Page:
Westinghouse said in a statement that the contract will cover a project with a nine-year timeframe, but did not disclose the value of the contract.
The company said it will be the largest commercial agreement signed for I&C since the equipment was originally installed at Temelin in 2000 by Westinghouse.
“We will replace an integrated complex set of several fully redundant I&C systems that have been operating reliably at Temelin nuclear power station since their original installation in 2000,” said Bohdan Zronek, head of the nuclear power division at ČEZ.
The upgrades will allow the company to reach its long-term operation goals for Temelin, Mr Zronek added.
“This upgrade is not a solution to a sudden need, but a carefully prepared step in the gradual renewal of the equipment with a view to the planned sixty-year and possibly even longer operation. This is why the entire project is spread out until 2029”, he said.
ČEZ said in a separate statement that the I&C project is not expected to disrupt the operation of the Temelin units, which was an important part of the agreement with Westinghouse.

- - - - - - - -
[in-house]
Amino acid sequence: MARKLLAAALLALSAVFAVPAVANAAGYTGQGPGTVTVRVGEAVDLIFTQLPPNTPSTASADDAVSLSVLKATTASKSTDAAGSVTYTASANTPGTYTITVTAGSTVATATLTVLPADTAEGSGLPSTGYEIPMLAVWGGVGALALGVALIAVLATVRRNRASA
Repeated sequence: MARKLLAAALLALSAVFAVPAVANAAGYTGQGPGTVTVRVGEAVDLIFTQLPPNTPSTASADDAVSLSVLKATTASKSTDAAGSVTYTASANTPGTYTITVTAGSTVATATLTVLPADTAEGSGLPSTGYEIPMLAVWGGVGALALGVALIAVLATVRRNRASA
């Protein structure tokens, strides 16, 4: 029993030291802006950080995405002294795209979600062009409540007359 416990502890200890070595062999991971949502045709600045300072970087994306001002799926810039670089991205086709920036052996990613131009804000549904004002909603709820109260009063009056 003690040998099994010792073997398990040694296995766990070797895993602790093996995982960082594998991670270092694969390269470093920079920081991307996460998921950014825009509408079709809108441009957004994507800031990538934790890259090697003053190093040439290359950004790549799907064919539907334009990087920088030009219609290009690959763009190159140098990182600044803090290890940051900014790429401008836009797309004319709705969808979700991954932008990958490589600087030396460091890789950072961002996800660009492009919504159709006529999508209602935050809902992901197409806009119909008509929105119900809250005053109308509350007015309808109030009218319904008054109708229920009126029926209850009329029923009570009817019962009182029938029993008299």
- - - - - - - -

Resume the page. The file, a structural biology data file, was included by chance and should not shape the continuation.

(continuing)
According to the statement, physical work will start this year, but some of the activities will only be possible during the planned major outages for fuel replacement, with the first scheduled for April 2022.
ČEZ said that during the upgrade project workers will replace some systems and some of the fixed equipment, including the buses and control elements involved.
Temelín-1, a VVER-1000 pressurised water reactor unit, began commercial operation in June 2002 and is one of the newest nuclear power plants in Europe. An identical unit, Temelín-2, began commercial operation in April 2003. ČEZ has said it is planning to operate both units for 60 years.